It says the 629 new cases took the country’s total to 36,332 for the pandemic, with 536 deaths related to COVID-19.
After successfully suppressing two previous outbreaks this year, South Korea has been grappling with a fresh spike in infections since it relaxed stringent social distancing rules in October. Last week, it toughened distancing restrictions in the greater Seoul area and other places.
DOVER, Del. — Delaware’s governor is issuing a stay-at-home advisory and implementing a universal mask mandate requiring people to wear cloth face coverings even in their own homes if someone outside the immediate household is present.
Gov. John Carney on Thursday also recommended that schools suspend in-person instruction from Dec. 14 to Jan. 8 and resume hybrid learning on Jan. 11. Winter sports competitions will be prohibited during that period.
The mask mandate will require all Delawareans to wear cloth face coverings anytime they are indoors with anyone outside their immediate household. Delaware has had a public mask mandate since April 28 requiring use of face coverings in public settings where social distancing is not possible.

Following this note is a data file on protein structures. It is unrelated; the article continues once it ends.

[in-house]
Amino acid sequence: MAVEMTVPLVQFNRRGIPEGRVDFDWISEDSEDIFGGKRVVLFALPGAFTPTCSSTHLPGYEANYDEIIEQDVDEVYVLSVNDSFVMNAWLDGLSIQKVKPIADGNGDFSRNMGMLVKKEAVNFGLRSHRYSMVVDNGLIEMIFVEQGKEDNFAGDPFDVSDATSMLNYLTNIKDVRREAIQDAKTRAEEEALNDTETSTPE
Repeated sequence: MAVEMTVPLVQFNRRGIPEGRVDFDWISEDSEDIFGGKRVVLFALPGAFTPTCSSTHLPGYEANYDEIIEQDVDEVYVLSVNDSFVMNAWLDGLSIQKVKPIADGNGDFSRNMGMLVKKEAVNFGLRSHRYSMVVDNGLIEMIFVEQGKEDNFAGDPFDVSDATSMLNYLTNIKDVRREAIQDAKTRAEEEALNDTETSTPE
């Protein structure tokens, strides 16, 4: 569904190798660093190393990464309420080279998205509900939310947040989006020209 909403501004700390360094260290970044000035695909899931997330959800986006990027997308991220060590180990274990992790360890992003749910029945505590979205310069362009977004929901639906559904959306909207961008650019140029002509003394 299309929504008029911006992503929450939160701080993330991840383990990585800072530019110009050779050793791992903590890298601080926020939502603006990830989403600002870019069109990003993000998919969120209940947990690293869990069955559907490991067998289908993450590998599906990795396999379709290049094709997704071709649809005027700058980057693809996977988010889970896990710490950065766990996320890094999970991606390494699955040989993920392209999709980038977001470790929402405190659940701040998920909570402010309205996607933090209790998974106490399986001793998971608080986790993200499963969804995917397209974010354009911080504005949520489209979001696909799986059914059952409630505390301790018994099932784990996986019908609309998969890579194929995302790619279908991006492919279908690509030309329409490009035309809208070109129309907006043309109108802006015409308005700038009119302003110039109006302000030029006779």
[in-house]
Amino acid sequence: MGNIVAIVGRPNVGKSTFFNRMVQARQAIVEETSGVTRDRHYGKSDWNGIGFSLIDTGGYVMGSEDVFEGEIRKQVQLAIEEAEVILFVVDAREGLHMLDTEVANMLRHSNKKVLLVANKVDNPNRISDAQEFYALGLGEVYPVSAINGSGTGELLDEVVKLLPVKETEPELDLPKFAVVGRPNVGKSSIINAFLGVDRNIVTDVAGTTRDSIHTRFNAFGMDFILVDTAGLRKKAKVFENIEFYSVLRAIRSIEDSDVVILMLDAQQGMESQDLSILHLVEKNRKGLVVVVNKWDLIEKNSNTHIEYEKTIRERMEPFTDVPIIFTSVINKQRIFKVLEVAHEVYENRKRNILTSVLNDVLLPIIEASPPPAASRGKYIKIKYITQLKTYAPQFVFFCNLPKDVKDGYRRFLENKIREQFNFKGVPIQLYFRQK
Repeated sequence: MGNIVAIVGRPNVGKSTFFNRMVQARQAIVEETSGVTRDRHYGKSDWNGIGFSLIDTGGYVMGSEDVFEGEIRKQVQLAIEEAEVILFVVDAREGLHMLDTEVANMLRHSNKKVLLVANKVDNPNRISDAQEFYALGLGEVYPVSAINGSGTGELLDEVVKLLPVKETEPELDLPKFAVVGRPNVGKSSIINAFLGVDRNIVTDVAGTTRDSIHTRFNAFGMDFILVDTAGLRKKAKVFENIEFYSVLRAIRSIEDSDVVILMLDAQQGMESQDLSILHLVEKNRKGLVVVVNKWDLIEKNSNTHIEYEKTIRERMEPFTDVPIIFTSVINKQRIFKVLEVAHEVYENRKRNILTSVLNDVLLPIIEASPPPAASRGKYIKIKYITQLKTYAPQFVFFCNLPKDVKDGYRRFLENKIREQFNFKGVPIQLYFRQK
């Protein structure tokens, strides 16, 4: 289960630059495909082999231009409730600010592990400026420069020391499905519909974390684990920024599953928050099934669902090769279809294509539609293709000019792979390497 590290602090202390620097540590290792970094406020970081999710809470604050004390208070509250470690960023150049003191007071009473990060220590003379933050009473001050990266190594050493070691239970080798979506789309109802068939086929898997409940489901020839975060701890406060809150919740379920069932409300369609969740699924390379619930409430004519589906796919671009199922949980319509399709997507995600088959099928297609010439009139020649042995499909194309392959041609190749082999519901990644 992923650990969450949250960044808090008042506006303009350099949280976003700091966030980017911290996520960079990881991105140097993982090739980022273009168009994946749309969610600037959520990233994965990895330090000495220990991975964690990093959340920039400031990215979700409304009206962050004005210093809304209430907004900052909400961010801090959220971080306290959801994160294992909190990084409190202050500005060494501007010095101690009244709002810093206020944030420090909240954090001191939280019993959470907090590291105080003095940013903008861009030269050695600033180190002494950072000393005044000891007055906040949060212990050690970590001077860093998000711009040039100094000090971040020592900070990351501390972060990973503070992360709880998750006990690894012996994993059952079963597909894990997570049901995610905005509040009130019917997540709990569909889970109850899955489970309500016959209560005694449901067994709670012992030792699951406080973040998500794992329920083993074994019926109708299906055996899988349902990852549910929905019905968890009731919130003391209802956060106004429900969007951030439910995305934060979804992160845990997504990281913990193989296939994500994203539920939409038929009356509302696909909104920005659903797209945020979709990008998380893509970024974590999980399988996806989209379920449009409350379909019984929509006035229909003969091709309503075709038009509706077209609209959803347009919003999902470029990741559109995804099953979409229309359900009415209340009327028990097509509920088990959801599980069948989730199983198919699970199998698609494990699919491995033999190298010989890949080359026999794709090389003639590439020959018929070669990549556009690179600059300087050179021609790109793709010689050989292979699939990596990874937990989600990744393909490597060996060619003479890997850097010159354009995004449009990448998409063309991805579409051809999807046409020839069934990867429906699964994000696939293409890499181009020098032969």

A spokesman for the governor says officials are relying on voluntary compliance with the mask mandate.
SPRINGFIELD, Ill. — Illinois public health officials have reported 10,959 newly confirmed coronavirus infections and a second consecutive day of near record deaths from COVID-19.
The 192 fatalities announced Thursday matched the 24-hour toll reported May 13, at the height of the initial wave of the pandemic in Illinois. The number is second only to the 238 deaths reported Wednesday.
Illinois has now reported 12,830 deaths among 759,562 coronavirus infections.
MONTREAL — The Quebec government is cancelling its plan to allow gatherings over four days of the Christmas holidays.
Premier Francois Legault announced Thursday that the province will no longer permit multi-household gatherings of up to 10 people from Dec. 24 through Dec. 27 as had been planned.
Legault first announced the Christmas plan on Nov. 19, saying people could get together as long as they quarantined for a week before and a week after the holiday period. But coronavirus infections, COVID-19 hospitalizations and deaths are on the rise and the province’s health system is deemed fragile due to a lack of staffing.
Legault says it’s not realistic to think the numbers will go down sufficiently by Christmas.
The French-speaking Canadian province reported 1,470 coronavirus cases Thursday.